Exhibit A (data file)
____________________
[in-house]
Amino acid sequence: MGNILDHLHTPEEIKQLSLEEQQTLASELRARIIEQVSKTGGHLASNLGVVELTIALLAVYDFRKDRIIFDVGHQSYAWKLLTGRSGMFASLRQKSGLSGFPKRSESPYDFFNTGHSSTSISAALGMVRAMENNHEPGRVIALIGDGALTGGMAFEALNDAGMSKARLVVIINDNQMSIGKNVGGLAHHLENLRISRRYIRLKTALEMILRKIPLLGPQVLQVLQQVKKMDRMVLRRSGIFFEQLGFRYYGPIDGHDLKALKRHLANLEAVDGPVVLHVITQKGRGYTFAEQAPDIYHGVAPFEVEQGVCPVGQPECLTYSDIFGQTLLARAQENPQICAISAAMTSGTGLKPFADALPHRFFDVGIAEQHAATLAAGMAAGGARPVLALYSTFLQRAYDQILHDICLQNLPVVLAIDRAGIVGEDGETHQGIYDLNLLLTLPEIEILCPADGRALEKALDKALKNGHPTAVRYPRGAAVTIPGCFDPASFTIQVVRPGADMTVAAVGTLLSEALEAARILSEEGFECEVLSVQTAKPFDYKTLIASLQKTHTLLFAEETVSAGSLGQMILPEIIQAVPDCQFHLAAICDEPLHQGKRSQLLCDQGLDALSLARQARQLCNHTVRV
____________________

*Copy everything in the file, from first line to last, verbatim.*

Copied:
[in-house]
Amino acid sequence: MGNILDHLHTPEEIKQLSLEEQQTLASELRARIIEQVSKTGGHLASNLGVVELTIALLAVYDFRKDRIIFDVGHQSYAWKLLTGRSGMFASLRQKSGLSGFPKRSESPYDFFNTGHSSTSISAALGMVRAMENNHEPGRVIALIGDGALTGGMAFEALNDAGMSKARLVVIINDNQMSIGKNVGGLAHHLENLRISRRYIRLKTALEMILRKIPLLGPQVLQVLQQVKKMDRMVLRRSGIFFEQLGFRYYGPIDGHDLKALKRHLANLEAVDGPVVLHVITQKGRGYTFAEQAPDIYHGVAPFEVEQGVCPVGQPECLTYSDIFGQTLLARAQENPQICAISAAMTSGTGLKPFADALPHRFFDVGIAEQHAATLAAGMAAGGARPVLALYSTFLQRAYDQILHDICLQNLPVVLAIDRAGIVGEDGETHQGIYDLNLLLTLPEIEILCPADGRALEKALDKALKNGHPTAVRYPRGAAVTIPGCFDPASFTIQVVRPGADMTVAAVGTLLSEALEAARILSEEGFECEVLSVQTAKPFDYKTLIASLQKTHTLLFAEETVSAGSLGQMILPEIIQAVPDCQFHLAAICDEPLHQGKRSQLLCDQGLDALSLARQARQLCNHTVRV